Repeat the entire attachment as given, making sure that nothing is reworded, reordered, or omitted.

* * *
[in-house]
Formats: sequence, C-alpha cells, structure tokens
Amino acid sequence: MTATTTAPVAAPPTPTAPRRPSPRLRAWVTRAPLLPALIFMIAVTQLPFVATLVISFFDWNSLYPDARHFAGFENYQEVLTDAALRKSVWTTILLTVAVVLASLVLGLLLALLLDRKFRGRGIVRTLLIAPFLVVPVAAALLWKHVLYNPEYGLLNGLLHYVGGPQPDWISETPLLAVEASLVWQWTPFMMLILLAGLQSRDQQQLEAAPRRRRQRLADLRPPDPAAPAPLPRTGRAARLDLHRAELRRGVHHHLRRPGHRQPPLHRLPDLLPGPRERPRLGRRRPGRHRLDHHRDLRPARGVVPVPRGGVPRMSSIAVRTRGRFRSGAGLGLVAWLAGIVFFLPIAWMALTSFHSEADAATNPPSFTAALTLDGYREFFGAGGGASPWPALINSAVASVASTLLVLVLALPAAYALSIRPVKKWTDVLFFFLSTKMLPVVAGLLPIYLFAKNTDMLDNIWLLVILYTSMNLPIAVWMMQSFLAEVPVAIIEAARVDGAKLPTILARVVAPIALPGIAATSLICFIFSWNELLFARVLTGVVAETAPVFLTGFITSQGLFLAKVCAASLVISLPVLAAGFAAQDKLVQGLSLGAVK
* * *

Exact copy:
[in-house]
Formats: sequence, C-alpha cells, structure tokens
Amino acid sequence: MTATTTAPVAAPPTPTAPRRPSPRLRAWVTRAPLLPALIFMIAVTQLPFVATLVISFFDWNSLYPDARHFAGFENYQEVLTDAALRKSVWTTILLTVAVVLASLVLGLLLALLLDRKFRGRGIVRTLLIAPFLVVPVAAALLWKHVLYNPEYGLLNGLLHYVGGPQPDWISETPLLAVEASLVWQWTPFMMLILLAGLQSRDQQQLEAAPRRRRQRLADLRPPDPAAPAPLPRTGRAARLDLHRAELRRGVHHHLRRPGHRQPPLHRLPDLLPGPRERPRLGRRRPGRHRLDHHRDLRPARGVVPVPRGGVPRMSSIAVRTRGRFRSGAGLGLVAWLAGIVFFLPIAWMALTSFHSEADAATNPPSFTAALTLDGYREFFGAGGGASPWPALINSAVASVASTLLVLVLALPAAYALSIRPVKKWTDVLFFFLSTKMLPVVAGLLPIYLFAKNTDMLDNIWLLVILYTSMNLPIAVWMMQSFLAEVPVAIIEAARVDGAKLPTILARVVAPIALPGIAATSLICFIFSWNELLFARVLTGVVAETAPVFLTGFITSQGLFLAKVCAASLVISLPVLAAGFAAQDKLVQGLSLGAVK